As soon as your anesthetic begins to wear off, you should start taking pain medication. If you are experiencing moderate pain, 1 or 2 Tylenol or Extra Strength Tylenol can be taken every 3-4 hours. If you prefer, ibuprofen (Advil or Motrin) can be taken instead. Ibuprofen bought over-the-counter comes in 200 mg tablets; 2-3 tablets can be taken every 3-4 hours.
If you are in severe pain, take the medication prescribed by Dr. Davies as directed. This pain medication may make you feel tired or groggy. Do not operate a vehicle or machinery while taking them. Avoid alcoholic beverages. The pain or discomfort after surgery should become less each day. If the pain persists or grows worse, it may require attention, and you should call the office.
If you are allergic to any of the above medications or have otherwise been instructed not to, do not take them.
Initially, you should only take in liquids after being under general anesthesia or I.V. sedation. You should avoid straws and drink directly from the glass instead. The sucking motion required to use a straw can easily dislodge the blood clot that forms after surgery. Dehydration can happen very quickly and will slow your recovery, so it’s essential to drink plenty of fluids – at least 5 to 6 glasses every day.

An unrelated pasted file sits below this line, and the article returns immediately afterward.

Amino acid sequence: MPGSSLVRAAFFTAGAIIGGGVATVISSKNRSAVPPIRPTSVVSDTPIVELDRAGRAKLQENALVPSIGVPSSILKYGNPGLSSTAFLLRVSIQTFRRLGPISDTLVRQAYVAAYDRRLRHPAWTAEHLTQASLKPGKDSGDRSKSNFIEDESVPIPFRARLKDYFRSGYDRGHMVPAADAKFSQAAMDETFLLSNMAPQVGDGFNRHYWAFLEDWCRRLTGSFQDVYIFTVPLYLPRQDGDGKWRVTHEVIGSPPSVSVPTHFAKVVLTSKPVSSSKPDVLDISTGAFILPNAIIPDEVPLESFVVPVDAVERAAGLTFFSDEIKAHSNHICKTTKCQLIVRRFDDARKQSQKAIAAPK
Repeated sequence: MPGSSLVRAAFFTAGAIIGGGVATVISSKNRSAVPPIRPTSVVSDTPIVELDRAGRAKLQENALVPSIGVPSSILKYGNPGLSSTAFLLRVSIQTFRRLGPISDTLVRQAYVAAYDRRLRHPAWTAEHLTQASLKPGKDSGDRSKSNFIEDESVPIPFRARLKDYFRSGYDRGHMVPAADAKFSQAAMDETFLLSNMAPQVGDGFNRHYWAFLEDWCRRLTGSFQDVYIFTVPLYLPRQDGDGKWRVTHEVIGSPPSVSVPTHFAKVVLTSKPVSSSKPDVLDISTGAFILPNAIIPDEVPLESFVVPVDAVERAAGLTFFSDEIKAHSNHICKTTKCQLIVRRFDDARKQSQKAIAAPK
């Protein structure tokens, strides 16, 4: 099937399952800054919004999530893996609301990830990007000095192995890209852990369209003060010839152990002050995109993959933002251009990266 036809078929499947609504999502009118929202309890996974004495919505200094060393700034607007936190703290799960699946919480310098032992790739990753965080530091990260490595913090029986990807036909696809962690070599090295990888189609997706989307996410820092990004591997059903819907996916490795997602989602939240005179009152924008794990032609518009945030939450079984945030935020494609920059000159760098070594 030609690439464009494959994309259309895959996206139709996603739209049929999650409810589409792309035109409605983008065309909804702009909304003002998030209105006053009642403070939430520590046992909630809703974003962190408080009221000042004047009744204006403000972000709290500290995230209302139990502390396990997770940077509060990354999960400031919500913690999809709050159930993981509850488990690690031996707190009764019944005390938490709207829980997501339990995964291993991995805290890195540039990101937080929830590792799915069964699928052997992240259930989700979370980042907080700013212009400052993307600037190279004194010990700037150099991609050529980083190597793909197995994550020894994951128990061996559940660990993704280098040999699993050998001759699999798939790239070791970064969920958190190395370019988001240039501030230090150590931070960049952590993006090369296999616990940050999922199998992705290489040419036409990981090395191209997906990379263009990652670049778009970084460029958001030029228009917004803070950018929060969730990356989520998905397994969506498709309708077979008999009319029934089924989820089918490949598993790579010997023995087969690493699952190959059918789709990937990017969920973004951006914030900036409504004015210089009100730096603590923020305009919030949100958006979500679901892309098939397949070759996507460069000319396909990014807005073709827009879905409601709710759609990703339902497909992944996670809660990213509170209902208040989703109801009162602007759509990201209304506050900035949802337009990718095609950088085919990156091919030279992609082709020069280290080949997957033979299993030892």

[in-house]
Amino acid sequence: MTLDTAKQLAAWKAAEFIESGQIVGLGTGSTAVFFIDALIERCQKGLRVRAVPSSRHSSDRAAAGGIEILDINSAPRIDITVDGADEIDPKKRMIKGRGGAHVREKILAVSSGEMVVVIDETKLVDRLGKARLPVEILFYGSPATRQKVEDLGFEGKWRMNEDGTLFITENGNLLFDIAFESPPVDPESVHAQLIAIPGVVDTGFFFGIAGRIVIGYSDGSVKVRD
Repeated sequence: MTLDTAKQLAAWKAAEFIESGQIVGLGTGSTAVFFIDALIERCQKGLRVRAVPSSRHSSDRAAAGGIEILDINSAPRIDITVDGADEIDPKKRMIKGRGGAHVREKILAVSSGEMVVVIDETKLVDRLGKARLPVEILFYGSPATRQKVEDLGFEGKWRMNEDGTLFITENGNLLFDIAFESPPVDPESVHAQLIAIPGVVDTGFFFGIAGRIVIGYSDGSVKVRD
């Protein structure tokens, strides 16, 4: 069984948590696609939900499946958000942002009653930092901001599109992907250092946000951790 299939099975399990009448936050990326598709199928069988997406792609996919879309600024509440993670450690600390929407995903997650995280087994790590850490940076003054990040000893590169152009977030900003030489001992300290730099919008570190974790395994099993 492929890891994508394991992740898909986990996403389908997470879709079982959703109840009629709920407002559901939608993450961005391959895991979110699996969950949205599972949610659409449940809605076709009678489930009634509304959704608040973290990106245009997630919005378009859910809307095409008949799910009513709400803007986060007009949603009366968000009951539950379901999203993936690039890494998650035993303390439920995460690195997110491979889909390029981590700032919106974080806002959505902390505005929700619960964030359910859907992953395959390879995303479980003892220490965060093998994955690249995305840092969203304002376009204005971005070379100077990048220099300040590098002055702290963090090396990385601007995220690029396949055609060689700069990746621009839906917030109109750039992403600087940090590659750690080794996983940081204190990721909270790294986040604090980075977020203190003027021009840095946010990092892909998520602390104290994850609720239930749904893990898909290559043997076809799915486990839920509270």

You can eat soft foods, but care should be taken to eat in areas of the mouth away from the surgical site(s). Since you will likely be eating a little less than usual, it is important to consume nutritious, high calorie, high protein foods to maintain your strength and help with healing. You should continue to eat as regularly as possible and avoid skipping meals. If you have additional questions about diet, refer to the end of the brochure, which has a section on suggested diet instructions.
Caution: After surgery, sitting or standing suddenly from a lying position can cause dizziness. Be sure to sit slowly, and continue sitting for at least 1 minute before attempting to stand.
You should not rinse in any way until the day after your surgery. Brushing your teeth the night of surgery is acceptable, but rinsing should be done very carefully to avoid dislodging the blood clot forming over your surgery site.